How long is a normal wait time for the placenta to be delivered? What (if anything) can I do now to lessen my chances of a large bleed at delivery? What would be a good delivery position? I have only done semisitting, but I tend to get as upright as the nurses will allow at the time.
A: At the beginning of my practice as a midwife, we had a homebirth client who was expecting her fourth baby. She had hemorrhaged badly after each of her prior hospital births. I called [midwife/herbalist] Lisa Goldstein and asked her, expecting a negative answer, if there was anything we could suggest so this woman would not bleed at her homebirth. Lisa's one-word answer: "Alfalfa."
Alfalfa's roots go extremely deep into the soil; it contains every vitamin and mineral known to man; and it is a good source of vitamin K, a natural blood clotter. The mom began to take alfalfa religiously and had completely normal—scant even—bleeding postpartum (she had a wonderful homebirth!).
Since then I have learned quite a bit more about avoiding postpartum heavy blood loss. During the past 11 years, it has been extremely rare for a client of mine to bleed seriously. Most of my clients choose to try the following suggestions, and nearly all have had minimal, normal bleeding. I keep medications on hand but throw them out and replace them, unused.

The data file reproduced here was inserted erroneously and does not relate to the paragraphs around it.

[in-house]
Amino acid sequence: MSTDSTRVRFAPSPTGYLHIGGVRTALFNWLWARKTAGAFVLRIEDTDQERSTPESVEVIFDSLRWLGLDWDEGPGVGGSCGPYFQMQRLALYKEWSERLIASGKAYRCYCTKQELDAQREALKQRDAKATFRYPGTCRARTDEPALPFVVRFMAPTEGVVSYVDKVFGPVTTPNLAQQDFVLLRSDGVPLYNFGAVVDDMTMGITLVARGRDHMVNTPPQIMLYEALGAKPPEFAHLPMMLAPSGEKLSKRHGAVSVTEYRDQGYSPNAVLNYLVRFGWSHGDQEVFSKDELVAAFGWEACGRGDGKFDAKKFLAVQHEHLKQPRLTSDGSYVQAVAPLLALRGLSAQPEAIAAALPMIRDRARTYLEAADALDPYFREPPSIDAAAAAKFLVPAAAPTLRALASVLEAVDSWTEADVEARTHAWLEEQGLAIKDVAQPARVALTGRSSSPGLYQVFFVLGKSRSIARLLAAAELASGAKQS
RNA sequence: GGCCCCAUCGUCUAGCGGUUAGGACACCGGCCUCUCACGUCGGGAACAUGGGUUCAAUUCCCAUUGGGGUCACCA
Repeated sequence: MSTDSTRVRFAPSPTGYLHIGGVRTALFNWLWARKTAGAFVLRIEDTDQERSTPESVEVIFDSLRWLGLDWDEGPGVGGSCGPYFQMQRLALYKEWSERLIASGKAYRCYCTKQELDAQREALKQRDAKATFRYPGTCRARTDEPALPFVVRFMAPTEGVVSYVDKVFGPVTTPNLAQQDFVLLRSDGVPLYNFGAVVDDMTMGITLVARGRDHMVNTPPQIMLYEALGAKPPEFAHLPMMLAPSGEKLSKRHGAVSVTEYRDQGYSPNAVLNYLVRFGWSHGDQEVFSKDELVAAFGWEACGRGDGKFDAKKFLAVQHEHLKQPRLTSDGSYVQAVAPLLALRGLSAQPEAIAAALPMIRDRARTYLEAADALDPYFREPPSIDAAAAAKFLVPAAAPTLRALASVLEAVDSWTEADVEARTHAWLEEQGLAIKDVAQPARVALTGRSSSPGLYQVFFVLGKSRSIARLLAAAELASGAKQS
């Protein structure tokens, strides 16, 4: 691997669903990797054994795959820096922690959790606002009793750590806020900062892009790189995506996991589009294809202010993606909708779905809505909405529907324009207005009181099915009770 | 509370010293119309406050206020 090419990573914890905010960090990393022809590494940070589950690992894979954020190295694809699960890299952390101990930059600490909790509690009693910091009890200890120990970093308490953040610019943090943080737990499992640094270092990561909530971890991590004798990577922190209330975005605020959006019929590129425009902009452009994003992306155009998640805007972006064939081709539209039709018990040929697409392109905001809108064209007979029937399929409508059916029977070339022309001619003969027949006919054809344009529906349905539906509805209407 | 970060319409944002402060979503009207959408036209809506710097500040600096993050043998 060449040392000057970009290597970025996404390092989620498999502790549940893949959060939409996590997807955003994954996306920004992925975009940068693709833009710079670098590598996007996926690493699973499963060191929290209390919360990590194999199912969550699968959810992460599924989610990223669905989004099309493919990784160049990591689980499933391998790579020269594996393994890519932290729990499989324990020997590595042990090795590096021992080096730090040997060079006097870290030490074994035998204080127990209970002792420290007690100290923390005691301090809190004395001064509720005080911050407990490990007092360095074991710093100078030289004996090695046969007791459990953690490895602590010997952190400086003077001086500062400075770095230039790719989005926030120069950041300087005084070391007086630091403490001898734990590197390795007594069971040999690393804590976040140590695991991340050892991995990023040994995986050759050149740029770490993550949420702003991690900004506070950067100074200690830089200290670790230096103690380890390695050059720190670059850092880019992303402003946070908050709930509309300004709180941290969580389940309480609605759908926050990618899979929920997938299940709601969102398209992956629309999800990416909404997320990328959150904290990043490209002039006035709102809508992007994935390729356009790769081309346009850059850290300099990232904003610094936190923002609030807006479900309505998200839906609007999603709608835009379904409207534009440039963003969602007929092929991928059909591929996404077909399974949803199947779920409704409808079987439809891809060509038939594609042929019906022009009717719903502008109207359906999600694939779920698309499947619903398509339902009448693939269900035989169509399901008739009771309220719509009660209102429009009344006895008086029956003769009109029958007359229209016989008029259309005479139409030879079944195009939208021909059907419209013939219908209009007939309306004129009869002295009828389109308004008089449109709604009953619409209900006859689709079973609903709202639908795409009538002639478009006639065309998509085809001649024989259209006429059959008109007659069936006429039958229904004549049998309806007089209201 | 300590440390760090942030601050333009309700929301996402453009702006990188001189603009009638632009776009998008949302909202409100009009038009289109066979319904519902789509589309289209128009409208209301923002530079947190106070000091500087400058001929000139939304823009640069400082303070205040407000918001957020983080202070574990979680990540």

Here is the crux of what we do:
- Check the mom's hemoglobin at 28 weeks and again at 36 weeks; use natural means to help her avoid anemia.
- Recommend an excellent multiple vitamin from NF formulas (available through birth supply firms), Spectrum 2C, at the full 8-per-day dose, throughout pregnancy. The number of capsules seems large, but the beneficial minerals, etc., are bulky. (many prenatals simply don't supply much in their one-a-day form).
- Require that women take alfalfa, 8–12 tablets per day, any brand.
- For other reasons, especially the formation of the baby's brain, I recommend taking fish oils (4 capsules per day) or vegetarian DHA capsules.
It is a lot of pills, but think of it as the nutrients your food is missing. I suggest taking half of them in the morning and half in the evening. Bagging one month's worth in small ziplocks makes it easier. Keep them where you will remember to take them (e.g., where you brush your teeth).
I have been able to compare my methods with those of other caregivers because I also worked in a birth center and assisted other midwives whose clients have not had the benefit of these protective components. I have seen some serious bleeding in women who don't use these methods. Even then, it is usually stopped with herbs. My favorite is 30 drops (three droppersful) of Lady's Mantle tincture, which stops bleeding "right now"! The Web site, www.gentlebirth.org/archives/, gives other midwives' suggestions.